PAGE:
We also find from table 1 that the thicknesses of the reflectin-containing lamellae are higher than the inter-lamellar spaces in all cases. Brocco & Cloney  analysed TEM images of fixed and resin-embedded tissue to measure the thicknesses of the lamellae to be 90 ± 5.9 nm and the inter-lamellar spaces to be 60 ± 7.9 nm in the non-tunable iridocytes from the skin of the octopus Octopus dofleini. Separately, this method of examining TEM images was used to measure the thicknesses of the reflectin-containing lamellae in the blue-green iris of the same octopus, yielding a value of 95 ± 14 nm . Cooper et al.  measured TEMs for the thicknesses of a small number of lamellae from squid skin, finding values ranging from 80 to 180 nm, depending on the cell colour. Our measurements thus are consistent both with these prior studies and with our determinations from TEM images covering a similar range of thickness values for the high-index lamellae and low-index inter-lamellar spaces, as well as consistently showing the reflectin-containing lamellae to be thicker than the inter-lamellar spacing.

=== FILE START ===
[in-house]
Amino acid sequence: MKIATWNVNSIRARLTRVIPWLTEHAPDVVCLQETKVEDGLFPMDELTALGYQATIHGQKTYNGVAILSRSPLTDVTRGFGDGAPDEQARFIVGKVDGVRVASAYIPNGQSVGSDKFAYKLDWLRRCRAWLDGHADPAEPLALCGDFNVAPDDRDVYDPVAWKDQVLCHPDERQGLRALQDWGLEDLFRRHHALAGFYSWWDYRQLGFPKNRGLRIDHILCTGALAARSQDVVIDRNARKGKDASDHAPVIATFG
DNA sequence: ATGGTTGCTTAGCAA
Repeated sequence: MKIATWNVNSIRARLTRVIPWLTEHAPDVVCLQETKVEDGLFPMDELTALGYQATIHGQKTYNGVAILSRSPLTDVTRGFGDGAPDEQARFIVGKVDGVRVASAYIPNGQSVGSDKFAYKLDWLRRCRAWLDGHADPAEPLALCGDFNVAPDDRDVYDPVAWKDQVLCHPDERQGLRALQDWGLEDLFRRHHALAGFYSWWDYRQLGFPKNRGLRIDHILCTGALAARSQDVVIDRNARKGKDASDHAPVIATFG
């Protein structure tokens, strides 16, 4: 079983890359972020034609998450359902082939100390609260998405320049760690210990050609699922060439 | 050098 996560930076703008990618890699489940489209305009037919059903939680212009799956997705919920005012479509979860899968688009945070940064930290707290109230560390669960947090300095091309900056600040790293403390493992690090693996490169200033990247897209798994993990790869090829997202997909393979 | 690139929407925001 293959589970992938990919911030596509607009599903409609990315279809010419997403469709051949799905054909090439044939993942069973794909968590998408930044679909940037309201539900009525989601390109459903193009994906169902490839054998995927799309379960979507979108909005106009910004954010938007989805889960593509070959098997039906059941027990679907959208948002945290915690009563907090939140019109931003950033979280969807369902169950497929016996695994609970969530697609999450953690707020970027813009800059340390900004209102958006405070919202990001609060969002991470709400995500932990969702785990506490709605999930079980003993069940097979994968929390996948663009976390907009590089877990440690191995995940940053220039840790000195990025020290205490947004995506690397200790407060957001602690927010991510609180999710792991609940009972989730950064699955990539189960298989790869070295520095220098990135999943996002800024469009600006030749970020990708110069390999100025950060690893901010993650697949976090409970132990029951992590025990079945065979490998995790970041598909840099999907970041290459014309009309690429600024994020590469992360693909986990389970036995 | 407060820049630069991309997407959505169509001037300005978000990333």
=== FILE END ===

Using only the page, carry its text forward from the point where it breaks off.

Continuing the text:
Comparing the number of pairs of layers, N, obtained from the fitting of spectra of live and chemically fixed cells shows that 60 per cent of N-values for live cells is accounted for by N = 8 or 9, whereas about 60 per cent of N-values for chemically fixed cells is accounted for by N = 6 or 7. We tentatively attribute this difference to misalignment of some layers during the process of fixation, thus excluding such layers from the optical measurements, and consequently from the spectra-derived results. In addition, we find that the range of N shown in figure 8 is higher than the two to seven pairs of layers typically observed for the dermal iridocytes of D. opalescens  which are less bright than the iridocytes we have analysed from under the fin (D. G. DeMartini 2012, unpublished data). Efforts to obtain accurate estimates of the number of layers (N) from TEM images pose a significant challenge (cf. §2 and figure 9c) leaving it up to the experimenter to guess which cross section is optically relevant for the calculation of N. Such estimates are thus extremely prone to the possibility of error and subjective bias. To further complicate matters, we were not able to determine exactly what changes occur in a particular cell during fixation, embedding and dehydration prior to electron microscopy. It is possible that there were more voids (or thick regions of low refractive index) that were collapsed during these processes, but there is no clear way to track such a phenomenon. We are thus unable to directly compare the values of N obtained from the optical measurements and TEM images. However, the TEM images do serve to confirm that the data obtained from the spectra are in the same range as the number of layers seen in TEM images. We expect that the observed voids serve to break up a complete Bragg stack into multiple Bragg stacks with fewer layers, and that these are the determinants of the observed optical behaviour in the live cells. Further analysis of these voids awaits future study.